I went for the job and it turned out to be a position working for the secret service. I was successful in getting the job. While working there I met a woman by the name of Joy Magill. She was the secretary of the director of intelligence in Malaysia. Later on Joy went back to London but insisted on taking me with her so that I could further my studies and career. This was in about 1953 so I was twenty-three at this point. I studied hard and got A Levels in English.

After that Joy Magill put me through a one year secretarial course at Cripplegate Secretarial College. I was so busy but it didn’t bother me. Joy gave me a collection of Charles Dickens novels and made me read the whole bloody lot. 

At this point I wanted to do a degree in Chinese studies. It was a prerequisite to learn yet another language. Joy got me a private tutor to help me to learn French. I got my GCE A Level  in French in six months. 

Years later while living in Australia, I applied to Macquarie University to do a Bachelor of Japanese Studies. I had struggled for a long time with resentment, due to war time experiences.  I went to the Macquarie University, I had to see the Head of Department. I said, “Look, I really want to do this degree. The reason is because I want to purge myself of the hatred I have for the Japanese.” She was a Japanese woman. Her name was Susie Wong.

The War

In 1940, during the Second World War the Japanese occupied Malaysia. They were very ruthless. They stayed there until 1945. Every crossroad you passed, whether you're riding a bicycle, most of us were riding a bicycle, we had to get off the bicycle and we had to push our bicycle past a sentry, who is a Japanese chap. We had to bow our head as slow as we can, because he represents the Emperor. My father was slapped many times by these sentries because he's a short little man. He couldn’t bow low enough, and so he was beaten. That's one thing. Or what you should see is when you go in the crossroad in Kuala Lumpur, you see the heads of people you know, hanging there for everybody to see. They were ruthless. I was in my teens at this point. I was forced to go and work for them. I don't know why they wanted steel wires to be rolled up. And they would say, ”You sing a Japanese song.” I didn’t know any Japanese songs. And so if I didn't sing it well, I’d get slapped by them.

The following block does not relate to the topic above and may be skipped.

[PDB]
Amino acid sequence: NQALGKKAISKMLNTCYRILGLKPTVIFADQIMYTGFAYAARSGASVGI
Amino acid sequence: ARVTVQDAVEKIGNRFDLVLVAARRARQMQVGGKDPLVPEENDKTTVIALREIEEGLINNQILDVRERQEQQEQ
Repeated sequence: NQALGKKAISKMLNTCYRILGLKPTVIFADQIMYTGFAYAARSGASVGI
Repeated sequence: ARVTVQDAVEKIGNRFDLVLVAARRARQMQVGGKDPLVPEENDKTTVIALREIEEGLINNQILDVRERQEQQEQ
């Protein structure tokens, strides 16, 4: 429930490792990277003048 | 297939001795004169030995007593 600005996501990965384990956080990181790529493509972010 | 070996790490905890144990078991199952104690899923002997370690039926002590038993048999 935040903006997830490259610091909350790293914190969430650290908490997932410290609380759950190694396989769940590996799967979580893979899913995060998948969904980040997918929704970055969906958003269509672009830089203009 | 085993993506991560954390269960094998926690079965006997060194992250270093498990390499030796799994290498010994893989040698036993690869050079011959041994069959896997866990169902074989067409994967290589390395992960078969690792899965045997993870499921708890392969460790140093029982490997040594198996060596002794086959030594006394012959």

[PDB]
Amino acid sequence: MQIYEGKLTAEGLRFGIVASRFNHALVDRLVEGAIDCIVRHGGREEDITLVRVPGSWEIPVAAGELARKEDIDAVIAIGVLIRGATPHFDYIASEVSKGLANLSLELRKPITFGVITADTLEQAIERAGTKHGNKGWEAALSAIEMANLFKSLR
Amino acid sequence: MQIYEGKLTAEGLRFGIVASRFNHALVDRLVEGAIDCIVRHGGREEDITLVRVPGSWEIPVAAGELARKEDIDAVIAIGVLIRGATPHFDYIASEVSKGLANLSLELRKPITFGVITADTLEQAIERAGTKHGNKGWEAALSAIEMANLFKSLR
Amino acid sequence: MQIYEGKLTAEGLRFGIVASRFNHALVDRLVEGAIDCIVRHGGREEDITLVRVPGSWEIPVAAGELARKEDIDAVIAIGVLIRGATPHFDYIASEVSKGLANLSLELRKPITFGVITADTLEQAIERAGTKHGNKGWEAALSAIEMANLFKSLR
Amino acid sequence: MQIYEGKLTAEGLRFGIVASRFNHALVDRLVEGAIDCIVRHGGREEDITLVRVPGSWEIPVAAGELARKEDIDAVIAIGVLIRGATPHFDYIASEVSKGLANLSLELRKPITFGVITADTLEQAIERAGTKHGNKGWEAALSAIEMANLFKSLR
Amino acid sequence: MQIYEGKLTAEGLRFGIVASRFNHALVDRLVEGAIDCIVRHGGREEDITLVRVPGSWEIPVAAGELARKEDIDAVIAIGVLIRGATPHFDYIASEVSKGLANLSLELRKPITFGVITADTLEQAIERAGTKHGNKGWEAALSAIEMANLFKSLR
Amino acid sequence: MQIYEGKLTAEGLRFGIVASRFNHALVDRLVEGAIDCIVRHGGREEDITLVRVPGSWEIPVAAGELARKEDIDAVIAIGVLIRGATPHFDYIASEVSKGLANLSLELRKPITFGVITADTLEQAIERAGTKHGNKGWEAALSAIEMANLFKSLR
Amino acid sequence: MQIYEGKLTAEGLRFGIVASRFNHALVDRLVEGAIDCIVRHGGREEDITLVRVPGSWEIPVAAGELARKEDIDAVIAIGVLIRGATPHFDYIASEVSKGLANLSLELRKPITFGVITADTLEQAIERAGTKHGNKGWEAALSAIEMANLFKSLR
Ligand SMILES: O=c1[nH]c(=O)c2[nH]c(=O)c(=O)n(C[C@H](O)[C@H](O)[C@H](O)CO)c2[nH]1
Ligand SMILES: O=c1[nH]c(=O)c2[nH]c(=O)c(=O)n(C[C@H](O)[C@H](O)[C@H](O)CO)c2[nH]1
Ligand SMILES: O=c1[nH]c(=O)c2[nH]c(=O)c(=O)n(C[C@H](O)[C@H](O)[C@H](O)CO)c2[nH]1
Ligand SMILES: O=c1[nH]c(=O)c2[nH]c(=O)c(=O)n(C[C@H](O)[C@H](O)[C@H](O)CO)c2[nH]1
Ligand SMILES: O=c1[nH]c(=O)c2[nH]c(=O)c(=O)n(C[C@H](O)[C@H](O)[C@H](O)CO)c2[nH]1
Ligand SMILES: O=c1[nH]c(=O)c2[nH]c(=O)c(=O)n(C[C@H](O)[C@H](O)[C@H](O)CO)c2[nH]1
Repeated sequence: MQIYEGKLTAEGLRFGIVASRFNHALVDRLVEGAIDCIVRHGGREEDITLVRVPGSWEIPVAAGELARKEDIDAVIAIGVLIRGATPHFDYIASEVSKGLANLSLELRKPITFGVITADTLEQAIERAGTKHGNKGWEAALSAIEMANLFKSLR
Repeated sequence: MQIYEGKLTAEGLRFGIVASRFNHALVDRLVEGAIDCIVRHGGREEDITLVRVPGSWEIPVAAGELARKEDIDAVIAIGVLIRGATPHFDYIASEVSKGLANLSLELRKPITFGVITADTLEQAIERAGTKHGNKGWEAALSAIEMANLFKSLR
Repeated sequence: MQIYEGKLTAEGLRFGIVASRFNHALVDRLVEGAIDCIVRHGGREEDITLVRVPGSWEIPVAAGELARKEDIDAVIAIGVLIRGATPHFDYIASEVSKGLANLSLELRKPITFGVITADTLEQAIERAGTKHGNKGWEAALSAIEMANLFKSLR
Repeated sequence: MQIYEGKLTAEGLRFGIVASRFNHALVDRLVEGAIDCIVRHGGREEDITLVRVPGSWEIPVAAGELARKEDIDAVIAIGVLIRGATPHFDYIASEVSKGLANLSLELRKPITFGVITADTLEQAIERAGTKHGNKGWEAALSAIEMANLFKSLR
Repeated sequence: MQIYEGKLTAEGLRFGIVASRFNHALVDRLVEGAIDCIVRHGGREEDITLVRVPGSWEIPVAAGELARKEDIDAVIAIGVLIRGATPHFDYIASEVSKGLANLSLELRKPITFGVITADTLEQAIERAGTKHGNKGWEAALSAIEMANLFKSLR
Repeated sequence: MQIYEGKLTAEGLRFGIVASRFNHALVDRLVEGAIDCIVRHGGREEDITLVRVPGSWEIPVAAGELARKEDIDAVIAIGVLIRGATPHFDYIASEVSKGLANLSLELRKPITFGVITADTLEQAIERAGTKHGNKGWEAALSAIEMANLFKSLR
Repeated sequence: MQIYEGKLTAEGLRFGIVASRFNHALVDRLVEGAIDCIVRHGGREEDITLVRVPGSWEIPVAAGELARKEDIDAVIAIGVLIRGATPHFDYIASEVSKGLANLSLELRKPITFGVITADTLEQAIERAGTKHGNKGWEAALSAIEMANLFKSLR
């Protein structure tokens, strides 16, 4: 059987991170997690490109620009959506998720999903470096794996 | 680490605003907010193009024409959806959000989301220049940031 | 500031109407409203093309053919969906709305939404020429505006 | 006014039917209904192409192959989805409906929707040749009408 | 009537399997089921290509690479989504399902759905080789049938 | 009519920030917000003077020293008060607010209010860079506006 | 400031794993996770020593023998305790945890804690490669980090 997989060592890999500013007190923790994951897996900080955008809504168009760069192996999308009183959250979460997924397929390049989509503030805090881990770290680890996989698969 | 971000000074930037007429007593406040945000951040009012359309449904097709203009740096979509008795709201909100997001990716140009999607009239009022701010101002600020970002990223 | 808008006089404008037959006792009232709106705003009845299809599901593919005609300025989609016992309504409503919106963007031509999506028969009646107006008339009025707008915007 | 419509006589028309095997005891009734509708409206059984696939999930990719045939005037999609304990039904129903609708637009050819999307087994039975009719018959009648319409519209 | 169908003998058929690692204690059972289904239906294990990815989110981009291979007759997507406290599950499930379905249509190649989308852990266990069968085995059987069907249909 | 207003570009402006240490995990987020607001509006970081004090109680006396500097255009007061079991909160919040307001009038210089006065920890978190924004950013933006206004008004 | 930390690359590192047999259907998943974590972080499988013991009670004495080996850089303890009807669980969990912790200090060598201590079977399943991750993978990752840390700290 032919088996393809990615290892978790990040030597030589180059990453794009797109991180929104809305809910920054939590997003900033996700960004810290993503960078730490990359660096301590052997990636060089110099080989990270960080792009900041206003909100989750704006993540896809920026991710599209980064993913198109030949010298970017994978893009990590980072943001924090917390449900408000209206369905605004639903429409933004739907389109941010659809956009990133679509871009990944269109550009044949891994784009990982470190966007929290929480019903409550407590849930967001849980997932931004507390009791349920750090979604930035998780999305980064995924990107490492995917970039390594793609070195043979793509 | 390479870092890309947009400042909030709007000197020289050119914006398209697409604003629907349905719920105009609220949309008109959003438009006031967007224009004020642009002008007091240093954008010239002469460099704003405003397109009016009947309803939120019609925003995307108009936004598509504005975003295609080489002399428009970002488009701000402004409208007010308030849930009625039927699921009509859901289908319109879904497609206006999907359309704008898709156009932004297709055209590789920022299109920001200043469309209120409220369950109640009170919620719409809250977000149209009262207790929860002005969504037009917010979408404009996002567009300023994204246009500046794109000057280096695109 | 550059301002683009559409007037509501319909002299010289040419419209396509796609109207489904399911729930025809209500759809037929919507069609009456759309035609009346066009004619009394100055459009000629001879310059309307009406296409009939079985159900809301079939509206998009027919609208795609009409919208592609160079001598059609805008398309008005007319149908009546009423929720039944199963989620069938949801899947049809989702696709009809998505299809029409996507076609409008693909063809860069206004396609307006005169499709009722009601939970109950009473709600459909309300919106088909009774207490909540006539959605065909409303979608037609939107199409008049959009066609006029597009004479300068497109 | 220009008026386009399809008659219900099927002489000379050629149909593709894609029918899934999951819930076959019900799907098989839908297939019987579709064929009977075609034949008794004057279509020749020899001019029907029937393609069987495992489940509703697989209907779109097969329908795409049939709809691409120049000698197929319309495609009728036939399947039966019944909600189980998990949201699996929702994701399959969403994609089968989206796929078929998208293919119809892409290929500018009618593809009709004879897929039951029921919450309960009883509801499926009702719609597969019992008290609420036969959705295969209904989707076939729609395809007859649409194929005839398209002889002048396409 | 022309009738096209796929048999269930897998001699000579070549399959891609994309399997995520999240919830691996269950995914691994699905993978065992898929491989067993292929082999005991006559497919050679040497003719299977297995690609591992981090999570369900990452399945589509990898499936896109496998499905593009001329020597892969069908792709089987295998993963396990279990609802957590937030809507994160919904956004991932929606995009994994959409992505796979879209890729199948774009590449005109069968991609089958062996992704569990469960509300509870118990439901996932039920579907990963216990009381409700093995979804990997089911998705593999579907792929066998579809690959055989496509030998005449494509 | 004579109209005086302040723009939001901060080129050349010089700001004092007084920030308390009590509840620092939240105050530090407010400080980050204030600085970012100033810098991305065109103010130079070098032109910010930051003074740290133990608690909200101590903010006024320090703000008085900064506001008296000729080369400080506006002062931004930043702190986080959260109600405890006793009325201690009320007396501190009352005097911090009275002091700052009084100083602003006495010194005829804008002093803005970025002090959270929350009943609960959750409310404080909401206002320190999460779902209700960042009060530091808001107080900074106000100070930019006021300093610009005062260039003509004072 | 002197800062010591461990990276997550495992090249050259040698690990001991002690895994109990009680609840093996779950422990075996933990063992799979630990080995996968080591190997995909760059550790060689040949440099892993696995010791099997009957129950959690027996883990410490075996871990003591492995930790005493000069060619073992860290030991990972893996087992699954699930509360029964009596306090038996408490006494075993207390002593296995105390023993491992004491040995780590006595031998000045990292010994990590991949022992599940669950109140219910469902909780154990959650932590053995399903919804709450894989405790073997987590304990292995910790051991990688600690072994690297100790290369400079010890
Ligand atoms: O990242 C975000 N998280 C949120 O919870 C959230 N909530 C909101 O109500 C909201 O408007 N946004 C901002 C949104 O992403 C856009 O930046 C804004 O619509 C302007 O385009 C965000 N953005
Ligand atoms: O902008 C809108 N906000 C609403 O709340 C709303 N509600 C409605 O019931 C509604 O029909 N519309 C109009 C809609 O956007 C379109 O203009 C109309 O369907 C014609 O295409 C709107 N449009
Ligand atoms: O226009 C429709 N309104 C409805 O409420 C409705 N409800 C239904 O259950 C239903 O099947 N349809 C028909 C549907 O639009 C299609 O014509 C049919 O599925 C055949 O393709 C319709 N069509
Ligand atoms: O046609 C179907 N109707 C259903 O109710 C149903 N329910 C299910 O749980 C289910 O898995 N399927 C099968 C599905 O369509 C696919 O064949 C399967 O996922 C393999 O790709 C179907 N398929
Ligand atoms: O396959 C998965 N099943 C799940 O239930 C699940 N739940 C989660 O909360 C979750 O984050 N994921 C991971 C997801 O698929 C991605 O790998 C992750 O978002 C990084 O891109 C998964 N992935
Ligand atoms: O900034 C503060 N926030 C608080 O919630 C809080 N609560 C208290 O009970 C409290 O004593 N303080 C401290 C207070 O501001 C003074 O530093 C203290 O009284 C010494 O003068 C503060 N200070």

Japanese troops advancing through Kuala Lumpur (8/12/1941)
Japanese troops advancing through Kuala Lumpur (8/12/1941)

The Japanese seized houses they wanted and more seriously than that, they took women whenever they pleased. Because they didn’t bring Japanese women with them to Malaysia, the soldiers would go to houses and look for ‘Kun Yung’ (women). One day the Japanese came to our place. I was twelve years old at the time. In those days the bathrooms had big tanks of water because we couldn’t waste water. My mother and I hid in our water tank. We kept our heads under the water, not breathing so that there were no bubbles. Luckily they didn’t find us. I was too young to be terrified. My mother must have been. All my mother did was push my head down so that I didn’t resurface to breathe. This remained a big fear for me but in my case, at that time, I was small and didn’t look my age. I looked younger. Quite a number of my friends weren’t so lucky. 


Many years later when I was living in Australia I did a degree in Japanese Studies. I went out to Macquarie University and met with a Japanese woman who was the head of admissions. Her name was Susie Wong. She married a Chinese man. I told her the reason that I wanted to do the degree was to purge my system of the hatred I’d been holding onto for the Japanese since the war. She said, “Yes, I give it to you.”

I said, “Don't give it to me if there's no place because it's not fair.”